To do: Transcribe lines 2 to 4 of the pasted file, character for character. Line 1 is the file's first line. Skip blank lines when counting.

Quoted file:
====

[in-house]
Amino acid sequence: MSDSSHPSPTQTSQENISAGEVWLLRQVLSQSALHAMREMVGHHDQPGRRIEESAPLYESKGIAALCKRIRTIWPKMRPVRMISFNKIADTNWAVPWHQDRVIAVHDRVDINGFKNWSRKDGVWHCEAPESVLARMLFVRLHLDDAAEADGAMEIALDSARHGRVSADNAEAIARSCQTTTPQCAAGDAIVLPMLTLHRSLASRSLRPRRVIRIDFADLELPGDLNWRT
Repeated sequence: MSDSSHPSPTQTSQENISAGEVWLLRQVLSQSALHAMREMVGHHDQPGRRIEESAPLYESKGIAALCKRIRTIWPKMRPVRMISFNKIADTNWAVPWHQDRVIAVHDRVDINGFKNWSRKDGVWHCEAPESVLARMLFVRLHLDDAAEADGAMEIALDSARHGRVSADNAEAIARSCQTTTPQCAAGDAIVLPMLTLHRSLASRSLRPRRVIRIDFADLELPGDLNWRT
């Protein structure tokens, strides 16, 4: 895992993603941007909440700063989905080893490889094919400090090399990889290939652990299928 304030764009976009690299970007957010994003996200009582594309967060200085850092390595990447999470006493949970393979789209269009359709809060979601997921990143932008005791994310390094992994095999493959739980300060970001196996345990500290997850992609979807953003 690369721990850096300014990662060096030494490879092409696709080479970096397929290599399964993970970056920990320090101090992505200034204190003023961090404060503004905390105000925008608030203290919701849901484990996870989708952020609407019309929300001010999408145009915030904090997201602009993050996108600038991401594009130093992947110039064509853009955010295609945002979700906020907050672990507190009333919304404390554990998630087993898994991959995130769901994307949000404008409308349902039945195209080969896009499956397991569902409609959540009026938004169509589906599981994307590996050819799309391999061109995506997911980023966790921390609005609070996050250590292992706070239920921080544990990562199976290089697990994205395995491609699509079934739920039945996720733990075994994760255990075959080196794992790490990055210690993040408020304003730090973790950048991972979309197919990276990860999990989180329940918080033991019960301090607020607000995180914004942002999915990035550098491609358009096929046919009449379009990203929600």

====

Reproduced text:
Amino acid sequence: MSDSSHPSPTQTSQENISAGEVWLLRQVLSQSALHAMREMVGHHDQPGRRIEESAPLYESKGIAALCKRIRTIWPKMRPVRMISFNKIADTNWAVPWHQDRVIAVHDRVDINGFKNWSRKDGVWHCEAPESVLARMLFVRLHLDDAAEADGAMEIALDSARHGRVSADNAEAIARSCQTTTPQCAAGDAIVLPMLTLHRSLASRSLRPRRVIRIDFADLELPGDLNWRT
Repeated sequence: MSDSSHPSPTQTSQENISAGEVWLLRQVLSQSALHAMREMVGHHDQPGRRIEESAPLYESKGIAALCKRIRTIWPKMRPVRMISFNKIADTNWAVPWHQDRVIAVHDRVDINGFKNWSRKDGVWHCEAPESVLARMLFVRLHLDDAAEADGAMEIALDSARHGRVSADNAEAIARSCQTTTPQCAAGDAIVLPMLTLHRSLASRSLRPRRVIRIDFADLELPGDLNWRT
């Protein structure tokens, strides 16, 4: 895992993603941007909440700063989905080893490889094919400090090399990889290939652990299928 304030764009976009690299970007957010994003996200009582594309967060200085850092390595990447999470006493949970393979789209269009359709809060979601997921990143932008005791994310390094992994095999493959739980300060970001196996345990500290997850992609979807953003 690369721990850096300014990662060096030494490879092409696709080479970096397929290599399964993970970056920990320090101090992505200034204190003023961090404060503004905390105000925008608030203290919701849901484990996870989708952020609407019309929300001010999408145009915030904090997201602009993050996108600038991401594009130093992947110039064509853009955010295609945002979700906020907050672990507190009333919304404390554990998630087993898994991959995130769901994307949000404008409308349902039945195209080969896009499956397991569902409609959540009026938004169509589906599981994307590996050819799309391999061109995506997911980023966790921390609005609070996050250590292992706070239920921080544990990562199976290089697990994205395995491609699509079934739920039945996720733990075994994760255990075959080196794992790490990055210690993040408020304003730090973790950048991972979309197919990276990860999990989180329940918080033991019960301090607020607000995180914004942002999915990035550098491609358009096929046919009449379009990203929600």